Mom and Dad could buy fresh fruit and veggies only if they could get enough to feed four people for the same price they would pay for a fast-food meal at a local drive-through. At $1.49/lb, the apples didn't hold up to that 99 cent burger, fries and Coke meal.
The child who craved the apple has Type II diabetes, the kind that used to afflict older people. Like so many of today's children, her life expectancy is shorter than her parents'. Her dad has diabetes too. His medications take a huge chunk of the family's income, far more than they can afford. So they take all their meals in the car, driving through, paying at the window, 99 cents each. Maybe Dad gets a bigger, slightly more costly meal.
unhealthiest city in the United States, where almost half the grown-ups are obese, where diabetes and heart disease stalk nearly everyone, Jamie Oliver asked six year olds to name the shiny, red vegetables in his hand.
No one knew.
Not one child.
How about this one? He held up a potato. No takers. Big, purple thingy? Maybe it's a turnip. Oliver gave them a hint. First word in its name is egg. "I know, I know!" said one kid in the back. "Egg salad!"
Beets, mushrooms. Cauliflower. Not one child knew the name of even one of the foods Oliver showed them. Not one.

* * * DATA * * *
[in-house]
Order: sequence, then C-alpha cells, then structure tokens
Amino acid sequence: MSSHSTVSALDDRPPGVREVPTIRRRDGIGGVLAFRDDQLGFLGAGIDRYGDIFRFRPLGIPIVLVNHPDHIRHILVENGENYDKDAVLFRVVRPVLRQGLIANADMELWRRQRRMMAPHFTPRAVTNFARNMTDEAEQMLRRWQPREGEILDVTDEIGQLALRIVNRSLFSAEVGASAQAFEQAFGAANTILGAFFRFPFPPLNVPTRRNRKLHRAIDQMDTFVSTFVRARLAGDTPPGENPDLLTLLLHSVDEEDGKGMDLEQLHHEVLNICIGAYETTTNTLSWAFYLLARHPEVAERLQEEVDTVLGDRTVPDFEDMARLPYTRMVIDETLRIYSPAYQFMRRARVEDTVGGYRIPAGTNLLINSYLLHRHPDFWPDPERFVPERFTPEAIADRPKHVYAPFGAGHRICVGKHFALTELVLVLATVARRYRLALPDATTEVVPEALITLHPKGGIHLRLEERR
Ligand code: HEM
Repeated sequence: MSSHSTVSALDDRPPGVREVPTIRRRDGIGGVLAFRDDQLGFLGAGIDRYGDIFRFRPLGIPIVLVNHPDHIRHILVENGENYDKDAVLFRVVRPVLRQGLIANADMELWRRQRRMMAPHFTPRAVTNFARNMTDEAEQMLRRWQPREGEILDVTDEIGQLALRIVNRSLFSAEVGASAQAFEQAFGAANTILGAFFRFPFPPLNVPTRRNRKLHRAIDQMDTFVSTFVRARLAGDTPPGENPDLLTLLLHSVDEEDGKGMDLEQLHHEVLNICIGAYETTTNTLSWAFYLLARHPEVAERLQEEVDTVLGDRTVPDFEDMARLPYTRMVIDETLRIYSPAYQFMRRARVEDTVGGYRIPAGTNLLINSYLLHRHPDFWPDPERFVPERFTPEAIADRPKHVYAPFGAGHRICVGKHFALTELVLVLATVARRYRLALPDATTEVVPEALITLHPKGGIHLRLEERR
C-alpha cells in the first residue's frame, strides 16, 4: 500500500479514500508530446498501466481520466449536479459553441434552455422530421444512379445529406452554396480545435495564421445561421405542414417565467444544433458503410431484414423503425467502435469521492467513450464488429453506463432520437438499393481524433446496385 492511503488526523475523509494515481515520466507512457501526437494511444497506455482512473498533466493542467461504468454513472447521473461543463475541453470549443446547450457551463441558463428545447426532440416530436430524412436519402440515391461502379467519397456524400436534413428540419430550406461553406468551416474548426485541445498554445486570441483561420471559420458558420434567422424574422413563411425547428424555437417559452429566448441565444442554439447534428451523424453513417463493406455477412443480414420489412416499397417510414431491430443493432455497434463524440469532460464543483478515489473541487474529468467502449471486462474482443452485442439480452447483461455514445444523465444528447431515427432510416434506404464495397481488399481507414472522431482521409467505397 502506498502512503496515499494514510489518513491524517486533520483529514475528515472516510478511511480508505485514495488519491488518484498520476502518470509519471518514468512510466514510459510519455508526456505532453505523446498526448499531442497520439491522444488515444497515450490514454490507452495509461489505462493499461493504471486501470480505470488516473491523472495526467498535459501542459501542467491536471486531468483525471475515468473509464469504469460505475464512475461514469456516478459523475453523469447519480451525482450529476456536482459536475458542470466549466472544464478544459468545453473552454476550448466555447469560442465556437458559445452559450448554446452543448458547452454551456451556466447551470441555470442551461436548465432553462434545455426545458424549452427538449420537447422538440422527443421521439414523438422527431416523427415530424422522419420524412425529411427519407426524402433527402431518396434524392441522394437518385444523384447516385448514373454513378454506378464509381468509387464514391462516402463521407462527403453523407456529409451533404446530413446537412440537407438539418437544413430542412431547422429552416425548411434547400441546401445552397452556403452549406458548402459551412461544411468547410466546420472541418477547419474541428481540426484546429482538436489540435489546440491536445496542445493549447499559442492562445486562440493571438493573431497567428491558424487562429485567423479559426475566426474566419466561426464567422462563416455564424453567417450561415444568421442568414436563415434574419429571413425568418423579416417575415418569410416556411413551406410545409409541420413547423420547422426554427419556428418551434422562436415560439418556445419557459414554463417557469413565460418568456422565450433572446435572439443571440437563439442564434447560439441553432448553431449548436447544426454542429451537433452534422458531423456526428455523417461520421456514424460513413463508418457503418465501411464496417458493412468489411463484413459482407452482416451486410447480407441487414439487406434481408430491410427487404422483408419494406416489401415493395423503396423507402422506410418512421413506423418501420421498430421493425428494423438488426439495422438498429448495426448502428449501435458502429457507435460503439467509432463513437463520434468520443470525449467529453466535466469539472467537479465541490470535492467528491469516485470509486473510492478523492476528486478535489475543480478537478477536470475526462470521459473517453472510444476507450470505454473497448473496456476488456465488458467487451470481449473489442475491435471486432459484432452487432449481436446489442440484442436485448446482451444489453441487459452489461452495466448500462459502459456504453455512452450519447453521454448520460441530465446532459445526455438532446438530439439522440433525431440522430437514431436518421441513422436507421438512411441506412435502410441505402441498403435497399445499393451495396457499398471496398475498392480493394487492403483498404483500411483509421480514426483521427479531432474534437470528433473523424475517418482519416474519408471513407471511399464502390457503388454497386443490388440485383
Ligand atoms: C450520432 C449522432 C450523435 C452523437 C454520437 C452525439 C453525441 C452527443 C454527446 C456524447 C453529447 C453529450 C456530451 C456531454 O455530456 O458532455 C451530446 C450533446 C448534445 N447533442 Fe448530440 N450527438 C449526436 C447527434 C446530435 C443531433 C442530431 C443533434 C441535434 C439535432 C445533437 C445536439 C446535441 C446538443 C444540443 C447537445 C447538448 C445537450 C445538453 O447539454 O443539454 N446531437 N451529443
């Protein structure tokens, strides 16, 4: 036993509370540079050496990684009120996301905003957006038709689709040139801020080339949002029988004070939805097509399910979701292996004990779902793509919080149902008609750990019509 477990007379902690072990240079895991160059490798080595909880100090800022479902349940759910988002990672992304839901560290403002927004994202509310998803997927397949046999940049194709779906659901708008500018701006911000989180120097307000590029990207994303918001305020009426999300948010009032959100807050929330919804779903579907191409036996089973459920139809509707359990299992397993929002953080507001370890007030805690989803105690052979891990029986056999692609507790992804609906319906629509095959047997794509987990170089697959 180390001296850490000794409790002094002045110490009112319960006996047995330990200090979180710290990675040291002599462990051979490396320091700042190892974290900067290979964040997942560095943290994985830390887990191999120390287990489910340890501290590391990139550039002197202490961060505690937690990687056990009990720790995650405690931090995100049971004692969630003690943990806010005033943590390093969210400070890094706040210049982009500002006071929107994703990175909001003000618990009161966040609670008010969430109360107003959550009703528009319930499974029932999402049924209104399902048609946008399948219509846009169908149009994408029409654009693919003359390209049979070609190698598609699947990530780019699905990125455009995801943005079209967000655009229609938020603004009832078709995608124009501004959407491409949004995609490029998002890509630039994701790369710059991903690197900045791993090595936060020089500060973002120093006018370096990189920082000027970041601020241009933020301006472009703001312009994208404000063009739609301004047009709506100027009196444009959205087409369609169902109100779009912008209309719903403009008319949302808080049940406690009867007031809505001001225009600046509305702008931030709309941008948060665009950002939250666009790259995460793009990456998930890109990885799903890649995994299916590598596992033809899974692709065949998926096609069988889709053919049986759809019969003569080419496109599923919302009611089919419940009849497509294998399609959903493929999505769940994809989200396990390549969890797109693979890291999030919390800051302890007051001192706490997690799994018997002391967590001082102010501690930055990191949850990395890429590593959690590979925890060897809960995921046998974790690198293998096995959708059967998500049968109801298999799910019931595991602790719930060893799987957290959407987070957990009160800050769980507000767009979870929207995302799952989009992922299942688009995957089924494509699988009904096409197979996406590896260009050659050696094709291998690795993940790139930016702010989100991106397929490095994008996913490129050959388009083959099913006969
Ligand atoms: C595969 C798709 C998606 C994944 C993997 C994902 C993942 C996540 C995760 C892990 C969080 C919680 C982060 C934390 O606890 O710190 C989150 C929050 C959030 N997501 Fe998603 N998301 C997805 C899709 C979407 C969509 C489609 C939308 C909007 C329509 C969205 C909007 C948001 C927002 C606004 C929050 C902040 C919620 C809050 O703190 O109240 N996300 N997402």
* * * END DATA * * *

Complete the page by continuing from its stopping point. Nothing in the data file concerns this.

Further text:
See for yourself.
If these children have never seen a tomato, let alone tasted one, when will they discover its mystery, that it is a fruit disguised as a vegetable? And if they've only tasted greasy pizza, hamburgers that look like they were cloned in a plastic food factory, and syrupy soda pop, how many severely delicious delights have they missed already in their young lives?
Have their taste buds, unaccustomed to the nuances of fresh, whole foods, atrophied? If you sliced open a tree-ripened pear and handed it to them, then handed them a tea rose, would their olfactory glands be developed enough to tell the difference? Would they smile and inhale deeply? Could they revel at the spurt of sweet, flavorful juice of a just-picked, perfectly ripe strawberry, warm from the sun? Will they ever have the chance to experience a strawberry that actually has flavor and juice?
Building Ordinary is going to take a lot more work than I thought.
Thankfully, Oliver is on the job. So is Chef Ann Cooper, and Chef Alice Waters with her Edible School Yard project, and so many others, perhaps you among them.
In his TED prize acceptance speech, Oliver says if one of us teaches three others to cook a few simple, inexpensive meals at home, and they teach three others, who teach three others, in just 25 turns, everyone in the country will know how to cook affordable, healthy meals at home, and we can begin to give our children the gift of a longer life, perhaps as long as we older Americans can hope to live.
So to get started, I will begin sharing, now and then, some of the cheap, extremely simple meals we eat in our house.
What about you? Got any ideas for teaching three people to cook inexpensive, wholesome meals at home?
We make peace in a million small ways every day.
All text and images, unless otherwise noted, copyright L. Kathryn Grace. All rights reserved.